Painting a Full Credit Picture
Not all borrowers fit into traditional risk categories
By Carla Blazek
Helping borrowers purchase the home of their dreams or refinance their existing home often comes down to their credit score. Ads and articles all talk about the
importance of credit scores for obtaining mortgage
loans, but how often do you meet with clients, pull
their credit, and immediately identify possible dif-
ficulties in getting them approved for a loan? Too
There are programs out there to help most borrow-
ers improve their credit rating, but there are people
who may not fit the normal lending model — that
no amount of credit repair will help. These scenarios
prove that it is not enough anymore to simply look at
a borrower’s credit score. Originators also must look at
the bigger picture of their credit history.
When underwriters review a credit report, they
analyze overall debt obligations, pay history, recently
opened accounts, new inquiries and high use of
revolving debt, but the automated underwriting sys-
tem, or AUS, plays an important role in qualifying
borrowers, too. It is typically only on manually under-
written loans where an underwriter needs to analyze a
borrower’s credit in more detail.
In these cases, underwriters must ask: Did that bor-
rower have a disregard for financial obligations or an
inability to manage debt? Or, was there a major event
in the life of the borrower that could be considered an
Good borrowers with the aptitude for repaying debt
may have a lower credit score because of extenuat-
ing circumstances, which are classified as being “the
result of circumstances beyond the borrower’s
control.” Each agency looks at specific extenuating
circumstance differently, so it is important to review
Some general examples of extenuating circum-
stances include loss of job, loss of wage earner, or
serious illness. In these situations, borrowers must doc-
ument the events. This can be an overwhelming pro-
cess for some borrowers, which may extend the time it
takes to complete the loan, but originators who help
borrowers gather thorough documentation before
the loan goes to underwriting actually help these
borrowers close on their home more quickly.
One extenuating circumstance originators might
come across are borrowers who lost their jobs and
homes during the mortgage meltdown and had their
credit scores damaged as a result of this financial loss.
Although many people have recovered from the Great
Recession, others have not.
When one of these borrowers comes looking for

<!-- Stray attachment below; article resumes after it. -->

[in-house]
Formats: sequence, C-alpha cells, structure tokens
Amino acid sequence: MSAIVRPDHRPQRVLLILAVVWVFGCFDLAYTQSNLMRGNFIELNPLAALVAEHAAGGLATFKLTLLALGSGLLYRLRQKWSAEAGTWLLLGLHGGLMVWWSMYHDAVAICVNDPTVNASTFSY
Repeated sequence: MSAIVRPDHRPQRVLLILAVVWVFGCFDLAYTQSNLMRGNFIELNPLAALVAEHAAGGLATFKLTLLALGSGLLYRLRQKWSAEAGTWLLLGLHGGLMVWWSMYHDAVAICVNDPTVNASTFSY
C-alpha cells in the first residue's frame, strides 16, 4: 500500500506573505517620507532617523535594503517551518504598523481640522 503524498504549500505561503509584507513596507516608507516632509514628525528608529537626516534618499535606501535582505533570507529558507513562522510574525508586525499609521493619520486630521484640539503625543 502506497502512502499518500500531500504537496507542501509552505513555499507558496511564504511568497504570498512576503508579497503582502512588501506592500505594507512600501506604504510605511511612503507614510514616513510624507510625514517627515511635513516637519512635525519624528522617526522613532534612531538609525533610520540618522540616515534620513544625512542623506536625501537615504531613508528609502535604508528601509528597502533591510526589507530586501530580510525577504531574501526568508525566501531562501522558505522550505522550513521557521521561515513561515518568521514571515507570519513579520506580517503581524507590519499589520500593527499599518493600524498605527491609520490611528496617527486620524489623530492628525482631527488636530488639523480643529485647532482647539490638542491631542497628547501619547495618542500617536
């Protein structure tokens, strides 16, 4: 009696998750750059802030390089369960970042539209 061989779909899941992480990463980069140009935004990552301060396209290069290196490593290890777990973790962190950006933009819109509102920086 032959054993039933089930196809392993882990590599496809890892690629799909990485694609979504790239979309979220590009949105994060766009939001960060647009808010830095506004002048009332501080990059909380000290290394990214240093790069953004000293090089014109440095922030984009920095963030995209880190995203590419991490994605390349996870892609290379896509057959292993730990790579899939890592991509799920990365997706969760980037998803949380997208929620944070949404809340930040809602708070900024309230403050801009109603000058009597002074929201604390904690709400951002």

a mortgage, do you turn them away or provide the
guidance they need to get back on track? The truth
is, mortgage loan originators should never turn bor-
rowers away outright even if they cannot see a path
to homeownership today for that client. Instead, take
the time to help borrowers get back on their feet by
educating and guiding them on how to improve their
credit and financial circumstances so they can eventu-
ally qualify for a loan.
Changes coming from
the credit bureaus
At a Glance
Equifax, Experian and TransUnion plan to stop re-
porting civil judgments and tax liens within con-
sumer credit reports, if those judgments or liens
are lacking certain information or are not updated
regularly. This change is expected to go into effect
July 1 of this year and could affect a large number of
consumers. Judgments and liens often have a neg-
ative impact on a borrower’s credit score, so elim-
inating incomplete or outdated filings from credit
reports may actually boost many borrowers’ credit
scores. This is good news for borrowers, but may
make it more difficult for underwriters to evaluate
risk. This could be a hot topic this year.
For those borrowers who need a little extra help,
originators can refer them to a reputable credit repair
agency. Providing education and guidance builds a
trusting relationship between the originator and the
borrower, which makes them much more likely to
come back after they have fixed their credit than if they
had been simply turned away in the first place.
Think of this as playing the long game with these
borrowers. You may not get the instant gratification of
closing a deal now, but it will be worth it when these
unqualified borrowers have the keys to their own home
after you helped them overcome their obstacles.
Another group of borrowers that often have credit
score issues that make it tough to qualify them for a
loan are millennials. Many millennials who have grad-
uated from college or graduate school are facing high
amounts of student loan debt and — at the same
time — are struggling to find jobs in their career field.
Even worse, without high-paying jobs in their field
of choice, some millennials are left to rely on credit
cards, which can further destroy their credit if they
cannot pay their balances on time, only make min-
imum payments, or can’t pay at all and default on
their credit. This is a typical narrative heard often in
the mortgage industry, but not all millennials fit
into this category.
There are millennials out there who would like to
purchase a home and have good jobs, favorable credit
scores, limited revolving debt and even have consol-
idated their student loans to reduce payments. Yet,
many of these good-risk borrowers still feel that
if they were to purchase a home today — with the
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Carla Blazek is underwriting manager for Inlanta Mortgage.
Blazek began her mortgage career in 1991 and has held
various positions in the mortgage industry, but underwriting
is her passion. She joined Inlanta as a senior underwriter in
2009 and was promoted to underwriting manager in 2012.
By holding true to Inlanta’s mission statement and guiding
principles, Blazek focuses on coaching and mentoring her
team while providing support throughout the company.
Reach her at firstname.lastname@example.org.